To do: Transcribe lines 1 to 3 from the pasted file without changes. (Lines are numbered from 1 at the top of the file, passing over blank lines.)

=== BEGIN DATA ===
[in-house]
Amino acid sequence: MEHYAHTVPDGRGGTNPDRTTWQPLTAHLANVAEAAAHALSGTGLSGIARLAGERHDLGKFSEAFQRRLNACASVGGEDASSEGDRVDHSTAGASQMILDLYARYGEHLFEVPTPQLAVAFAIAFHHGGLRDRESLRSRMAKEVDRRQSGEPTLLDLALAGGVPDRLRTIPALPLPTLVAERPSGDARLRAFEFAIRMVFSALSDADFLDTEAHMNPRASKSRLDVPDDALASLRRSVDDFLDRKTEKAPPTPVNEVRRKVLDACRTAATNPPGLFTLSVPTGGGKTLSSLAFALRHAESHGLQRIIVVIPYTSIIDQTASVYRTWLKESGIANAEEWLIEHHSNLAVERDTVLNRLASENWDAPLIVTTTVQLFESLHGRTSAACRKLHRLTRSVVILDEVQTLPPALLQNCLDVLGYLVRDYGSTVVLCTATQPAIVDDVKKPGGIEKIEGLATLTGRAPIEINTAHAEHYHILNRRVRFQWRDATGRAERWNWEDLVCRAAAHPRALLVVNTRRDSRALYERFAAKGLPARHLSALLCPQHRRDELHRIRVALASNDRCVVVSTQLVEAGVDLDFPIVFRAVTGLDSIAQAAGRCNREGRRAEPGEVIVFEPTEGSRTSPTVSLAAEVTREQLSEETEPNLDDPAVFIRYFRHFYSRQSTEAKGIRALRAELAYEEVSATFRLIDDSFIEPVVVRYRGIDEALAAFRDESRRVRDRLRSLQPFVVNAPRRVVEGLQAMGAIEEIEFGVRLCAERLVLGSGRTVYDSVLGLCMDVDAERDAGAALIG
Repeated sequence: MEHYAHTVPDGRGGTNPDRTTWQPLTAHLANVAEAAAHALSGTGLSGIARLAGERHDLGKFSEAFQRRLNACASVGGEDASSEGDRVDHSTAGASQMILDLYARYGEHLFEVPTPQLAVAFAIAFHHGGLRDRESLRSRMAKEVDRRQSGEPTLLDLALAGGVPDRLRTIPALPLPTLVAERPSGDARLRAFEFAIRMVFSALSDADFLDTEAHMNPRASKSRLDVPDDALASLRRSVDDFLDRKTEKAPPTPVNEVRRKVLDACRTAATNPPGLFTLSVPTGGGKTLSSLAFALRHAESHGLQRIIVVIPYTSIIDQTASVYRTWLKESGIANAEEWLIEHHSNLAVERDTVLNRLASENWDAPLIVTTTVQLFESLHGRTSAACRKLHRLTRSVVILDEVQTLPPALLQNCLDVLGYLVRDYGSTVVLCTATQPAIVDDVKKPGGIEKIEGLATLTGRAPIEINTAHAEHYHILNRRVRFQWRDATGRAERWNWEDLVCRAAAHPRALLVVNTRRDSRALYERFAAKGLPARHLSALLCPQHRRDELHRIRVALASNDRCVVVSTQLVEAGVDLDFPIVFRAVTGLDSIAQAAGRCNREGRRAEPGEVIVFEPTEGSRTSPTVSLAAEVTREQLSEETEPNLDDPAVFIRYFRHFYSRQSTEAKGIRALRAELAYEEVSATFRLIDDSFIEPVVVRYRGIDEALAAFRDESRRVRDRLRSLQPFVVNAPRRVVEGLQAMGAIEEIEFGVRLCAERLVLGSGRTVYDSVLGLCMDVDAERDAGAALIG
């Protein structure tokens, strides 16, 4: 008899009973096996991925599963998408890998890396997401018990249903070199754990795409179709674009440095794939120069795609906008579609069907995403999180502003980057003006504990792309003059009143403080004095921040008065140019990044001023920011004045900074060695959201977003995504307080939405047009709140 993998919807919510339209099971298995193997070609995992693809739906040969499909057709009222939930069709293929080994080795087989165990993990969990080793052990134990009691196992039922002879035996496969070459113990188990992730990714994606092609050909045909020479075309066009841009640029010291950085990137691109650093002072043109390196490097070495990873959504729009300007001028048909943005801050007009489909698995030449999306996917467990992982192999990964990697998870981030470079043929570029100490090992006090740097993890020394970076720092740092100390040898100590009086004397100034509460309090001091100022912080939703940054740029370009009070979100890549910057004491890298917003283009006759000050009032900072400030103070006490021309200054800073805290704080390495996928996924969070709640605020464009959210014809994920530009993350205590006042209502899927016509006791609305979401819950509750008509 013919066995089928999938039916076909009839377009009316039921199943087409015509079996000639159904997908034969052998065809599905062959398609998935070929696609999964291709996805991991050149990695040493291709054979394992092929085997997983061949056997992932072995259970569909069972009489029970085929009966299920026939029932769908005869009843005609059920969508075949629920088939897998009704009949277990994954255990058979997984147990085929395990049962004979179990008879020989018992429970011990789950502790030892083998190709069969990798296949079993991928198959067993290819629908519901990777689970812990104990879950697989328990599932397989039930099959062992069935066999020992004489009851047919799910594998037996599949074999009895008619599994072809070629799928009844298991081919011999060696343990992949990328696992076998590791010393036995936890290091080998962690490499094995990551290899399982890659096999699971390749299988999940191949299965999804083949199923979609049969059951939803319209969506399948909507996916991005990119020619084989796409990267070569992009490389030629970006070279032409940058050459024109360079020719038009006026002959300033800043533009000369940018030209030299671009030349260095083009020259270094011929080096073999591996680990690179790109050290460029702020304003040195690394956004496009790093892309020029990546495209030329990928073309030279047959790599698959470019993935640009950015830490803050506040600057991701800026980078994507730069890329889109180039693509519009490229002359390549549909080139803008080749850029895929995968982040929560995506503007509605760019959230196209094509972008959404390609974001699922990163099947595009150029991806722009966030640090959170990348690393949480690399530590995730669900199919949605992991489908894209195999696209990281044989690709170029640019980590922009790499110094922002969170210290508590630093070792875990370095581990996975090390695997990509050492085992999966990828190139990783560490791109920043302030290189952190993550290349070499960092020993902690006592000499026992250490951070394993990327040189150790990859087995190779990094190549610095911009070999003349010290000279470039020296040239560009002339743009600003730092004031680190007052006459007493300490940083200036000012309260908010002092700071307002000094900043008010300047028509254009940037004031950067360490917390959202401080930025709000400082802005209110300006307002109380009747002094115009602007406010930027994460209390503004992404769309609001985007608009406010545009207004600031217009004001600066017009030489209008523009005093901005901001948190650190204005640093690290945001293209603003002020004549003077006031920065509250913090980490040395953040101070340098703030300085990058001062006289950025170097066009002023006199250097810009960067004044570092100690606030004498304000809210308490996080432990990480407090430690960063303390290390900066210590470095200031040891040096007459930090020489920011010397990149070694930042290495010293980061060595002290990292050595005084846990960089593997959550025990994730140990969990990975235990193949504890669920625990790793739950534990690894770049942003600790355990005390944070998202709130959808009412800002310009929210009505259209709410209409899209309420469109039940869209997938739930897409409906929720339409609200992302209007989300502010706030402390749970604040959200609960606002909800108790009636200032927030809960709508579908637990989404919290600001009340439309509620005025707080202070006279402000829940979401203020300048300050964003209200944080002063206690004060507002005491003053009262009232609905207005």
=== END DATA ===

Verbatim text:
[in-house]
Amino acid sequence: MEHYAHTVPDGRGGTNPDRTTWQPLTAHLANVAEAAAHALSGTGLSGIARLAGERHDLGKFSEAFQRRLNACASVGGEDASSEGDRVDHSTAGASQMILDLYARYGEHLFEVPTPQLAVAFAIAFHHGGLRDRESLRSRMAKEVDRRQSGEPTLLDLALAGGVPDRLRTIPALPLPTLVAERPSGDARLRAFEFAIRMVFSALSDADFLDTEAHMNPRASKSRLDVPDDALASLRRSVDDFLDRKTEKAPPTPVNEVRRKVLDACRTAATNPPGLFTLSVPTGGGKTLSSLAFALRHAESHGLQRIIVVIPYTSIIDQTASVYRTWLKESGIANAEEWLIEHHSNLAVERDTVLNRLASENWDAPLIVTTTVQLFESLHGRTSAACRKLHRLTRSVVILDEVQTLPPALLQNCLDVLGYLVRDYGSTVVLCTATQPAIVDDVKKPGGIEKIEGLATLTGRAPIEINTAHAEHYHILNRRVRFQWRDATGRAERWNWEDLVCRAAAHPRALLVVNTRRDSRALYERFAAKGLPARHLSALLCPQHRRDELHRIRVALASNDRCVVVSTQLVEAGVDLDFPIVFRAVTGLDSIAQAAGRCNREGRRAEPGEVIVFEPTEGSRTSPTVSLAAEVTREQLSEETEPNLDDPAVFIRYFRHFYSRQSTEAKGIRALRAELAYEEVSATFRLIDDSFIEPVVVRYRGIDEALAAFRDESRRVRDRLRSLQPFVVNAPRRVVEGLQAMGAIEEIEFGVRLCAERLVLGSGRTVYDSVLGLCMDVDAERDAGAALIG
Repeated sequence: MEHYAHTVPDGRGGTNPDRTTWQPLTAHLANVAEAAAHALSGTGLSGIARLAGERHDLGKFSEAFQRRLNACASVGGEDASSEGDRVDHSTAGASQMILDLYARYGEHLFEVPTPQLAVAFAIAFHHGGLRDRESLRSRMAKEVDRRQSGEPTLLDLALAGGVPDRLRTIPALPLPTLVAERPSGDARLRAFEFAIRMVFSALSDADFLDTEAHMNPRASKSRLDVPDDALASLRRSVDDFLDRKTEKAPPTPVNEVRRKVLDACRTAATNPPGLFTLSVPTGGGKTLSSLAFALRHAESHGLQRIIVVIPYTSIIDQTASVYRTWLKESGIANAEEWLIEHHSNLAVERDTVLNRLASENWDAPLIVTTTVQLFESLHGRTSAACRKLHRLTRSVVILDEVQTLPPALLQNCLDVLGYLVRDYGSTVVLCTATQPAIVDDVKKPGGIEKIEGLATLTGRAPIEINTAHAEHYHILNRRVRFQWRDATGRAERWNWEDLVCRAAAHPRALLVVNTRRDSRALYERFAAKGLPARHLSALLCPQHRRDELHRIRVALASNDRCVVVSTQLVEAGVDLDFPIVFRAVTGLDSIAQAAGRCNREGRRAEPGEVIVFEPTEGSRTSPTVSLAAEVTREQLSEETEPNLDDPAVFIRYFRHFYSRQSTEAKGIRALRAELAYEEVSATFRLIDDSFIEPVVVRYRGIDEALAAFRDESRRVRDRLRSLQPFVVNAPRRVVEGLQAMGAIEEIEFGVRLCAERLVLGSGRTVYDSVLGLCMDVDAERDAGAALIG